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Wittgenstein's On Certainty Reconsidered

An overview and analysis of the insights and implicit arguments in Wittgenstein's On Certainty with attention to the philosophical background which rendered radical skepticism such a compelling challenge to generations of western philosophers

G. E. Moore once claimed that he knew there was an external world (beyond his own mind, i.e., his perceptions, conceptions, etc.) because he could raise a hand and show it when asked (the physical body being part of the external world, the thoughts and our awareness of it being the "internal"). 'I know I have a hand,' he said (I'm paraphrasing), 'because here is one hand and here is another' at which point he held up his second. Moore's was an argument from common sense. Wittgenstein, as he lay dying, was asked to say something about that . . . The text was eventually published as On Certainty [and] takes off from Moore's "argument" to explore what it means to say we are certain of anything. . . .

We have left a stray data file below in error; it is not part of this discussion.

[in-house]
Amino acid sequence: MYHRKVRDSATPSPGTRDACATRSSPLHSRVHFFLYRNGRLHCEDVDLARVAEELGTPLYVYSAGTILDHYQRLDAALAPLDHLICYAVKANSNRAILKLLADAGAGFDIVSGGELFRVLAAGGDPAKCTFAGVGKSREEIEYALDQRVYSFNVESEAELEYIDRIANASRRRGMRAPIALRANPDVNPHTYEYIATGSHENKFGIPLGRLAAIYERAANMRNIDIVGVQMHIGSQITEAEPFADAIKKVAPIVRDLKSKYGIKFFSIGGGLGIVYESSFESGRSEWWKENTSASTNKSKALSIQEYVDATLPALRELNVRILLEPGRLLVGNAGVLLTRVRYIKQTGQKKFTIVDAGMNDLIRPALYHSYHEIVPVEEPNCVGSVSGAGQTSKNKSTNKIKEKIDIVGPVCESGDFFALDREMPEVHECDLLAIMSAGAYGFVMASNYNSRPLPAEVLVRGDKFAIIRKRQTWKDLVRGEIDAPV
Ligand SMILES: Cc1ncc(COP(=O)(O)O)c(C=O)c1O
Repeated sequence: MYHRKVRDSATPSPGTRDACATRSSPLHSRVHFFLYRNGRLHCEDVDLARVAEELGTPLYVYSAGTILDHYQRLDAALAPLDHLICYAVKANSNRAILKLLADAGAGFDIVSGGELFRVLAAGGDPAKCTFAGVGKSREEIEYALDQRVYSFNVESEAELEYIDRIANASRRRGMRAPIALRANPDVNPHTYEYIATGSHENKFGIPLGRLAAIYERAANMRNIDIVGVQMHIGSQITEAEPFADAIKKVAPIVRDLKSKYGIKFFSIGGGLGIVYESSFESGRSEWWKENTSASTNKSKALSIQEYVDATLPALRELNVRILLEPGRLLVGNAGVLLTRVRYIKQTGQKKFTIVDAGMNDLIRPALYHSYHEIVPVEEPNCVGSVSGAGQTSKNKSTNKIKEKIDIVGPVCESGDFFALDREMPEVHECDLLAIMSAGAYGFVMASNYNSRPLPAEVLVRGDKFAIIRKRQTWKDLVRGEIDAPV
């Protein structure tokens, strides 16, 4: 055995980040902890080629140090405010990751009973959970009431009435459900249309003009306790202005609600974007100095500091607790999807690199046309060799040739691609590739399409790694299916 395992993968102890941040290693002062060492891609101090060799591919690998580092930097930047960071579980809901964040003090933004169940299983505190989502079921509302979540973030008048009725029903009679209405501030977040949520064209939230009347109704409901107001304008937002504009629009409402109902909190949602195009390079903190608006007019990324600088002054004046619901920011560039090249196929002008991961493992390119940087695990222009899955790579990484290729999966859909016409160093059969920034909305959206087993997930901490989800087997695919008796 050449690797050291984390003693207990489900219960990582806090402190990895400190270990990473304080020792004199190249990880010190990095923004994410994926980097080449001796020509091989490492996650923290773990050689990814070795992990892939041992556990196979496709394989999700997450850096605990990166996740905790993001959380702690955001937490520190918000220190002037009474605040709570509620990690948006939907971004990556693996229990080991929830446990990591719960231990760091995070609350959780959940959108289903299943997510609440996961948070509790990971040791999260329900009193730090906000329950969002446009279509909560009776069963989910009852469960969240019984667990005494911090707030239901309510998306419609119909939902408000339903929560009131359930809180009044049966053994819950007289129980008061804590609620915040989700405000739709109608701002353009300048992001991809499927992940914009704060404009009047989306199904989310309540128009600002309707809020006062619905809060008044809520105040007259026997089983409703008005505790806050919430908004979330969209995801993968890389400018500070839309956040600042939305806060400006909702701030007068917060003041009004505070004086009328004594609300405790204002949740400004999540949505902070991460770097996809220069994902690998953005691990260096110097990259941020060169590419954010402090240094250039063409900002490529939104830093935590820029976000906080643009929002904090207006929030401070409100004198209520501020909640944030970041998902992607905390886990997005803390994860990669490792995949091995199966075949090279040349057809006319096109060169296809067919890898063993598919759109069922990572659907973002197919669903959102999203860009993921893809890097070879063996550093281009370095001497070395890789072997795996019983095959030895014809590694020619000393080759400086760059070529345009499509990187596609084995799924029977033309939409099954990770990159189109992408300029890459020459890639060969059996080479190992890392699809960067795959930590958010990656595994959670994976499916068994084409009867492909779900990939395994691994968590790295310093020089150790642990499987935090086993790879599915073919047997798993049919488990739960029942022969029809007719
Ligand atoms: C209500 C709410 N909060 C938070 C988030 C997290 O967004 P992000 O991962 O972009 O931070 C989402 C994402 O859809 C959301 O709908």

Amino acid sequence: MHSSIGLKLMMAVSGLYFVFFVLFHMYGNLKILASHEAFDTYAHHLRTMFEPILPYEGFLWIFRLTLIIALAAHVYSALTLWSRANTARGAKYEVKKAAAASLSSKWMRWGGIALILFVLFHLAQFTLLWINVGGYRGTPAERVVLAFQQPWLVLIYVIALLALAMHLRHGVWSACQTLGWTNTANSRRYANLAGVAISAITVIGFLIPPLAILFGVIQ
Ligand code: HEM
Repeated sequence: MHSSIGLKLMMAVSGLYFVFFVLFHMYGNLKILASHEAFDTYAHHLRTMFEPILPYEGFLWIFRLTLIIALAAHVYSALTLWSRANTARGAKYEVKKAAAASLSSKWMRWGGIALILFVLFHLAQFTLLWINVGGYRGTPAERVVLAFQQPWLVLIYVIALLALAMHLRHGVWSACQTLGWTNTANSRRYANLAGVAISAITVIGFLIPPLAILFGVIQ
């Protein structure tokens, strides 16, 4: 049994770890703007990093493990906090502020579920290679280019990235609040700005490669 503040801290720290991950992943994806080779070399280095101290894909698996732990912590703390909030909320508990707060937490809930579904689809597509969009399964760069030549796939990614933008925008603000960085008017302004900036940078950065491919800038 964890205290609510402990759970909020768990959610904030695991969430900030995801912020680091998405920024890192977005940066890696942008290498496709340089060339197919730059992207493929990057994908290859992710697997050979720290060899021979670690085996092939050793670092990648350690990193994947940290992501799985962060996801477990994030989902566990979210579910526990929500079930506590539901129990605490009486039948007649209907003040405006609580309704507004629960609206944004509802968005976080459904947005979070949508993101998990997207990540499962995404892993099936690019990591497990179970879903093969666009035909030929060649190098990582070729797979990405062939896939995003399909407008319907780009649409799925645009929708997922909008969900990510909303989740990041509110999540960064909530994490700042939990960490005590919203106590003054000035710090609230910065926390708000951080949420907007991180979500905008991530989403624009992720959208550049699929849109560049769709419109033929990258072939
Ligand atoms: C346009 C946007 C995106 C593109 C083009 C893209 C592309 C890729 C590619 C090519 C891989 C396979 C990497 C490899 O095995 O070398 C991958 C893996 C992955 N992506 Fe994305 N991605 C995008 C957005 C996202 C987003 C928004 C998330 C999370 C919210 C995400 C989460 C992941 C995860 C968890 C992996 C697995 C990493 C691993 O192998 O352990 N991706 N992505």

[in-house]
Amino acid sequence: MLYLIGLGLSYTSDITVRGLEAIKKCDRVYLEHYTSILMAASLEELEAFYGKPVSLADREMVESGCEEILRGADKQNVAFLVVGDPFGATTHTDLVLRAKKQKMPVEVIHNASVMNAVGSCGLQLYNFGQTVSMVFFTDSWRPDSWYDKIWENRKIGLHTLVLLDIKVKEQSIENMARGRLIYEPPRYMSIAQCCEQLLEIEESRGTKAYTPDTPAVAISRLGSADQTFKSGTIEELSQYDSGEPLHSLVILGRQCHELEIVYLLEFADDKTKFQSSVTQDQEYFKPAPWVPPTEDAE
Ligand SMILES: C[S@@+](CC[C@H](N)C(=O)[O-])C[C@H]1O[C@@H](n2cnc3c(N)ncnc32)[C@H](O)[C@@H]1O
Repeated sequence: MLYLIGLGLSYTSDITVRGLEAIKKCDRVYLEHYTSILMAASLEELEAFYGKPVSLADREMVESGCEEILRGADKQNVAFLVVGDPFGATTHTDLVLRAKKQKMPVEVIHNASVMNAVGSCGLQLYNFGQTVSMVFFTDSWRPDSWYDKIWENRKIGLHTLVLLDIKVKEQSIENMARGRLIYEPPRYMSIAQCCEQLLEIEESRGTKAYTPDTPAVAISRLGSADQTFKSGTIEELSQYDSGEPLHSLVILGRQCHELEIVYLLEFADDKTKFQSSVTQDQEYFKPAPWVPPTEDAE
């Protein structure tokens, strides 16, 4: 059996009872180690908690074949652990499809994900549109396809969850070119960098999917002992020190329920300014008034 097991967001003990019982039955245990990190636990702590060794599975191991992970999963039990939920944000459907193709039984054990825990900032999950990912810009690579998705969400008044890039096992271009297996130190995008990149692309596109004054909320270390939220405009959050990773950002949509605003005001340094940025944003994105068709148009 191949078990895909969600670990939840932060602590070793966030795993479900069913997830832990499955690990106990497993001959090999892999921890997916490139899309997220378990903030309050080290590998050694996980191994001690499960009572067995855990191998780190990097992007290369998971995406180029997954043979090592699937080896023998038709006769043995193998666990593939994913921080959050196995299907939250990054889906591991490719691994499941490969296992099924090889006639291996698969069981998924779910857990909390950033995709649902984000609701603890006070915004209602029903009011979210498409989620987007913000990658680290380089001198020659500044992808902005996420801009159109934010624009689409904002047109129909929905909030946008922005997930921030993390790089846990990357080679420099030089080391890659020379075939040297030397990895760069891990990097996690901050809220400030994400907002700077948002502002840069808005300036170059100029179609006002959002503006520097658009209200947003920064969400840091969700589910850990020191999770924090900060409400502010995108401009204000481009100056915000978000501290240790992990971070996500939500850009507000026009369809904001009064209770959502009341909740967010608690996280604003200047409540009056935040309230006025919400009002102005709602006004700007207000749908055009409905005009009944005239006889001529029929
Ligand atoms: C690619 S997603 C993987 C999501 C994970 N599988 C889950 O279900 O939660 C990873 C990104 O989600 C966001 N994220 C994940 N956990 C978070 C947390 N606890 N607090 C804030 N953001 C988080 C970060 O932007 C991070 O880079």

To be certain is a state of mind, a condition of unwillingness to doubt, whatever the basis for that unwillingness. In that book he shows that there are different reasons not to doubt different things and that, just because we cannot be certain of something for one kind of reason, it doesn't follow that we cannot be certain for another, often quite different, sort of reason.

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